Alpacas for sale - A marketplace for buying and selling alpacas where Australian breeders can advertise for free. Search for huacaya or suri, and stud males in Central Victoria, Victoria, NSW, Tasmania, Queensland, South Australia, Western Australia and the Northern Territory.

Alpacas For Sale offers free listings of your alpacas for sale and your stud males.

And you can have your animals displayed automatically on your own website!

I want to buy an alpaca.

Search the Alpacas For Sale database for the alpaca the meets your criteria - male or female, huacaya or suri, white or coloured.

What about a stud male to use over my hembras.

There's a range of boys to choose from.

Can I sell some alpacas?

The Profile section allows you to describe your stud and enter details of your alpacas. You can load your alpaca's image and list them for sale or stud services.

Where can I find more information about alpacas?

The Links page has some useful links to alpaca associations, messageboards and studs.

July, 2006

Welcome to the Alpacas For Sale website. You are probably here because we are offering free listing of your alpacas for sale. Obviously, running this website incurs expenses, and it is hoped that these expenses can be recovered by advertising and donations. So if you find this service useful please consider a donation, or if you wish to improve your stud's profile then contact us for our extremely inexpensive advertising rates.

I have read with much interest the discussion of line breeding on the AAA Forum. I think it's important to note that the purpose of any breeding program is to breed animals that are homogenous for certain desirable traits. The breeding coefficient mentioned is a measure of the percentage of genes in the offspring that are derived from the 'original'. As you approach 100% you can expect most of the genes to be derived from the 'original'. If the 'original' was homogenous, for a trait, then the offspring will also be homogenous, but if we started with an heterogenous animal, then we have one chance in four of getting the desirable trait to be homogenous. This is further complicated if we have multiple heterogenous genes. And if we have heterogenous genes on the same but opposite chromosome, then we need crossover to occur in order to get an homogenous offspring for both genes. If these genes are close together on the chromosome, then we are trying to select for a very small percentage of possible outcomes.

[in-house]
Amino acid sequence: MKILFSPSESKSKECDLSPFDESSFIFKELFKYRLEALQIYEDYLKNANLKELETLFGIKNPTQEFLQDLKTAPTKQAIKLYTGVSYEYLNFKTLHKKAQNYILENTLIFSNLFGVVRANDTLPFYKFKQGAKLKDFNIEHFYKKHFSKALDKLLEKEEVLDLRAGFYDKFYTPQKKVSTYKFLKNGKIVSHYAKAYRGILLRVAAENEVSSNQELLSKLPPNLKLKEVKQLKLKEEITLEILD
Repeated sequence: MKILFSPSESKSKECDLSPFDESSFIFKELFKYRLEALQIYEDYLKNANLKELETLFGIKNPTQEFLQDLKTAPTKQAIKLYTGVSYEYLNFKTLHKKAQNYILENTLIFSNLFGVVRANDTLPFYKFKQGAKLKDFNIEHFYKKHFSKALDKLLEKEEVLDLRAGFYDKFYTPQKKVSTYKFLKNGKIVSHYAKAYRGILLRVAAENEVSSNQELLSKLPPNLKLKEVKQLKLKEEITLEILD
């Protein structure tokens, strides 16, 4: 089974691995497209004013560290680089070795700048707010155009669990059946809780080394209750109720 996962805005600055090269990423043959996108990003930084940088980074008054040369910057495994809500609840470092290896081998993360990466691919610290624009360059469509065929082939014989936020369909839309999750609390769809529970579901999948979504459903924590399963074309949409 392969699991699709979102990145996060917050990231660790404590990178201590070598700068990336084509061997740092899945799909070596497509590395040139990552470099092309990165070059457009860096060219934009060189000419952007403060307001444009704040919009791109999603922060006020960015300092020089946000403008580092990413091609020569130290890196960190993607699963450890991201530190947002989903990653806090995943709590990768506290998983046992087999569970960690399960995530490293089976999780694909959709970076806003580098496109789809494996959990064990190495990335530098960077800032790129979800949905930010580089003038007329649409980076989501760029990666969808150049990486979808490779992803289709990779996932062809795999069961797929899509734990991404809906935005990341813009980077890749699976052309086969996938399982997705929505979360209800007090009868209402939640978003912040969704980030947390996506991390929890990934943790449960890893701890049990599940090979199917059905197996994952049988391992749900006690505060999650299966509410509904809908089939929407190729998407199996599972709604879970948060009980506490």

The importance of homogenous genes is in the predictability you get with regard to future offspring. Take a suri as a simple case. If one of the parents is an homogenous suri, then ALL the offspring will be suri. The suri is the result of a single gene, so breeding homogenous suris is a relatively simple matter. Where the trait being bred for involves several genes, then the desired result will be exponentially harder to achieve. I mean exponentially in the literal sense. If only one heterogenous chromosome is involved then you have a 25% chance of the desired genes being the ones caried. If you have 5 chromosomes involved (that contained heterogenous genes in the 'original') then only one in 1024 animals with a breeding coefficient approaching 100% will be homogenous for the desired trait(s). And if there were another 5 chromosomes containing undesirable recessive genes, then you would get one progeny in one million with the desired genetic makeup. Culling would allow you to remove some animals before the one million mark is reached, but consider how many animals you would need to devote to this sort of program BEFORE you start.

September, 2012 - History Information

September, 2008 - Google Maps update

December, 2007 - My first suri

July, 2007 - Alpaca Pedigree information

April, 2007 - Image uploads

August, 2006 - Alpaca Line breeding

July, 2006 - Alpacas For Sale Website launch

Mariah Hill Alpaca & Export